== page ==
Despite the clear influences of hormonal factors on depression in some women, to the best of our knowledge, no study has examined whether the clinical presentation of depression in women differs according to their menopausal status. Further, no study has assessed the possible effects of hormone therapy on the characteristics of depression in postmenopausal women. A recent report24 did find that hormonal contraceptives may affect depression severity and symptom profile in premenopausal women. Moreover, several studies have found that estrogen is efficacious in treating perimenopausal depression.25-27 Others have suggested that hormonal therapy may enhance antidepressant treatment response in postmenopausal women who are treated with SSRIs.15,28-30 Hence, postmenopausal women with depression who are taking hormone therapy may present differently than those who are not.

The purpose of this report was to determine whether the presentation of depression in women differs according to menopausal status or the presence/absence of hormone therapy. To determine the former, we compared baseline sociodemographic and clinical characteristics among premenopausal, perimenopausal, and postmenopausal women with MDD who were not taking hormone therapy. To determine the latter, we evaluated differences in depression characteristics in postmenopausal women who were and were not taking hormone therapy.

METHODS

The current study used data from the Sequenced Treatment Alternatives to Relieve Depression (STAR*D) study,31,32 a National Institute of Mental Health (NIMH)-supported study that provided an opportunity to examine differences in the presentation of depression as a function of menopausal status in women seeking treatment for a major depressive episode. The goal of STAR*D was to define prospectively which of several treatments are most effective for participants with non-psychotic MDD and who report an unsatisfactory clinical outcome to an initial, and if necessary, subsequent treatment(s). The study protocol was developed according to the principles of the Declaration of Helsinki. All risks, benefits, and adverse events associated with STAR*D were explained to participants, who provided written informed consent prior to study participation. The population and methods of STAR*D are described in detail elsewhere.31,32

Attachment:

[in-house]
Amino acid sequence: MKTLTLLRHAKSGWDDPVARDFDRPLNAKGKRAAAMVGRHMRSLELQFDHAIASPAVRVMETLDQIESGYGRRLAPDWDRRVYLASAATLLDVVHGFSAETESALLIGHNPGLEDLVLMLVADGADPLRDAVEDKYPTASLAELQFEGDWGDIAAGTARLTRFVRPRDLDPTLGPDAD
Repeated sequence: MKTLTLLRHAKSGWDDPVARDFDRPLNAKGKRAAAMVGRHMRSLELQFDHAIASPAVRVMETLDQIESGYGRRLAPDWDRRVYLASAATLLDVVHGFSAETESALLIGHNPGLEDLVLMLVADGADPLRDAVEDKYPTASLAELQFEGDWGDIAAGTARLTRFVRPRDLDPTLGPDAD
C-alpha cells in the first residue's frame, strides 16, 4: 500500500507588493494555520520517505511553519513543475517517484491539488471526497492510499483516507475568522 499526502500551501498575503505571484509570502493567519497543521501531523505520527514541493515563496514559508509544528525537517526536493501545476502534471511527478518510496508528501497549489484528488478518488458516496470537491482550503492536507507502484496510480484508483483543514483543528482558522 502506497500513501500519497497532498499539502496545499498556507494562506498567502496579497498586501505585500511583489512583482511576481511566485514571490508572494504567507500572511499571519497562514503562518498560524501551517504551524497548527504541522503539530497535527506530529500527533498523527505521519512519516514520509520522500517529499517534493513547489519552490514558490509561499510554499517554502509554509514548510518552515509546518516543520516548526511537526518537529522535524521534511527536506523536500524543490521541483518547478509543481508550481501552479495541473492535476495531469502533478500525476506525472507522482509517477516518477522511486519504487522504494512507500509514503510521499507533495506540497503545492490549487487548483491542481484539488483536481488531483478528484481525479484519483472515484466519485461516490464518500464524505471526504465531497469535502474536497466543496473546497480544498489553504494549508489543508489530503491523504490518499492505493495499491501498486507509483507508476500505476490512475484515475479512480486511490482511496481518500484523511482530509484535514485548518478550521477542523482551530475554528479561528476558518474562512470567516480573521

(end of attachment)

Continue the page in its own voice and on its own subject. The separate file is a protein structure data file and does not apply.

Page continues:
Study Population

STAR*D enrolled 4041 participants from July 2001 through April 2004. To achieve the goal of recruiting a broadly representative group of participants with MDD, STAR*D enrolled patients from 18 primary and 23 psychiatric care clinical sites across the United States that serve either the public or private sectors. Advertising for participants was not permitted as it tends to enroll a less representative study sample.33 Every effort was made to recruit a broad spectrum of participants representing all racial groups and both sexes.

Inclusion/Exclusion Criteria

The inclusion criteria were broad so as to acquire a sample representative of individuals with MDD who would receive medication or psychotherapy in everyday practice. Eligible participants were outpatients aged 18–75 with non-psychotic MDD who scored ≥14 on the 17-Item Hamilton Rating Scale for Depression34,35 (HRSD17) and for whom antidepressant treatment was deemed appropriate by the treating clinician. Participants with suicidal ideation were eligible, as long as outpatient treatment was deemed clinically safe. Participants with most general medical conditions (GMCs) were eligible; however, persons with medical contraindications that precluded randomization to treatments used in the first two steps of the study were excluded.